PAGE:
How to collaborate effectively in physics

Image: Shutterstock/Sergey Niven

As an experimental particle physicist working on one of the experiments at the Large Hadron Collider, collaboration is everything in my research.

There are 700 researchers working on the same experiment as me from around Europe and beyond. Working in a team on this scale brings challenges, particularly in keeping people engaged and in giving fair credit for people’s effort, but the experimental physics community tries to get this right and I think that we have developed some good models for other big science projects.

There are two reasons why more senior staff should support junior researchers – we were all early-career researchers once, and we were given the same support and recognition in the early stages of our career. Second, we need to constantly develop early-career researchers within collaborations so that they can take on increasing leadership and continue the work. Our experiments last for years and the LHC is likely to have a 50-year lifespan – there needs to be highly skilled generation following us to ensure that our ambitious plans are realised.

Our early-career researchers take responsibility for their own career development and have organised a mentoring network at CERN, which meets four times a year and runs events themed around the challenges that they face. They have built up a list of senior people who are willing to mentor them and they constantly add to this. I’d encourage other researchers to look for ways to be proactive and creative – this is how you do your science, so apply the same approach to your careers.

The best of your ideas should be pursued with funding. Collaborations are attractive to funders because they will yield much broader outcomes and deliver more than the combined efforts of the individuals involved. Any case for funding should demonstrate that the proposal is novel, that the experimental approach you propose will measure what you need and that you are able to carry out the work – in fact, that you are uniquely positioned to do it. You should also emphasise that the work is timely and will yield important publications. Writing a grant proposal is another collaborative endeavor, even if it is for a fellowship. You must have a network of people with whom you can discuss your idea, develop your case for support and who will review your proposal. I’ve worked on the Science and Technology Facilities Council’s Mid-Career Fellowship panel and it is always obvious where people have received support and feedback from their institutions and networks. It makes a huge difference to the quality of their applications.

It’s impossible to separate the science in a collaboration from the people doing it, so it’s important to be able to work with people effectively. At the start of a career it can be difficult to know how people work, so I’d encourage you to talk to people (face-to-face, ideally) who have worked with the person you are interested in about their experiences. They will usually be polite, but will also be honest if there are particular things to be aware of.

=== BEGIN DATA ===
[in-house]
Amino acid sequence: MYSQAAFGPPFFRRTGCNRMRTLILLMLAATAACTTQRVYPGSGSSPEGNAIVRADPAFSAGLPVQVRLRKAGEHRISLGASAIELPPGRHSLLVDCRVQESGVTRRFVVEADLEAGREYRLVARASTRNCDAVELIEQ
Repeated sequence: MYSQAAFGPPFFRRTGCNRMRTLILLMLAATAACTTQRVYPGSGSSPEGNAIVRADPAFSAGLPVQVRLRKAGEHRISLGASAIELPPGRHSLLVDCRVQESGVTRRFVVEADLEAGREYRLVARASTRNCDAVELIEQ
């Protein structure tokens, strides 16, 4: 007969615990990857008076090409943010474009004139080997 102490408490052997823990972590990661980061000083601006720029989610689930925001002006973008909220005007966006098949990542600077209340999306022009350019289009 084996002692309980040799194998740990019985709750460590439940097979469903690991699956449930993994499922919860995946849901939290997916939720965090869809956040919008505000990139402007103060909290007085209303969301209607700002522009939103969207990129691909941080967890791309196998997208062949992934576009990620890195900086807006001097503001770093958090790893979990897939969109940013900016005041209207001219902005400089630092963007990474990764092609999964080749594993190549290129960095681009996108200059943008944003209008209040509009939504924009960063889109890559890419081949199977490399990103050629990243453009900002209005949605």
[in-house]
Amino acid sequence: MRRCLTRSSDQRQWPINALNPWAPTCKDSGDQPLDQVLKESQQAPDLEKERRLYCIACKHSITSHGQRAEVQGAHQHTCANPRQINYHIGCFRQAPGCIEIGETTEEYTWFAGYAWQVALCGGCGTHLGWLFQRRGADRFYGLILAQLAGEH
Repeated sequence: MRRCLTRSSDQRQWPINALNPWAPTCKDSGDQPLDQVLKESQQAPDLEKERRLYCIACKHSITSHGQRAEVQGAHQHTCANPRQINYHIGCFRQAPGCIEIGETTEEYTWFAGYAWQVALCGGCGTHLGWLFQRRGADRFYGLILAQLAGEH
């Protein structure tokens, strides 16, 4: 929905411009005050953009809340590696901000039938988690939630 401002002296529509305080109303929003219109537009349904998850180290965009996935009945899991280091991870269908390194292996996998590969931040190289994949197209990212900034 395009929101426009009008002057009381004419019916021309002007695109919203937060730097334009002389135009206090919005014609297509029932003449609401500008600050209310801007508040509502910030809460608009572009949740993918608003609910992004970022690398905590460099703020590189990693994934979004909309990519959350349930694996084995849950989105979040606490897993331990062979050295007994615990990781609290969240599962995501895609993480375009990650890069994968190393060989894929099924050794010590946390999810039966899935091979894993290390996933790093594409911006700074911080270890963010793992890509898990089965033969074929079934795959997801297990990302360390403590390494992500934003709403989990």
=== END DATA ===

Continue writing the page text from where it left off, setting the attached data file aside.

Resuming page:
CERN is a hugely international community, which brings challenges, particularly in communicating with people in different time zones. We all have to be flexible because communication is so critical to success. Even in a collaboration on the scale of LHC, which involved thousands of researchers, we’ve developed a culture of discussing and developing ideas through consensus and feedback. It can be really slow as ideas are reworked and discussed repeatedly, but it has been critical to the success of the whole project.

Given the importance of communication, I’d encourage all early-career researchers to take up opportunities to engage the public in your work. Everything that helps you to collaborate effectively – being able to stand back from your work, think about different perspectives, be open to new ideas and able to communicate in an open and engaging way – is developed through public engagement. I can’t emphasise enough how valuable these skills are – they will help you write stronger grants, develop better collaborative relationships and working with people who are amazed by your work is a great way to maintain your enthusiasm for your subject.

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Tara Shears

Tara Shears

Tara Shears is a particle physicist and professor of physics at the University of Liverpool. She has spent her career investigating the behaviour of fundamental particles and the forces holding them together, and has worked at experiments at CERN, the European centre for particle physics, and at the Fermilab particle physics facility near Chicago, USA. Tara joined the LHCb experiment at CERN’s Large Hadron Collider in 2004, where she works to this day.
Tara Shears

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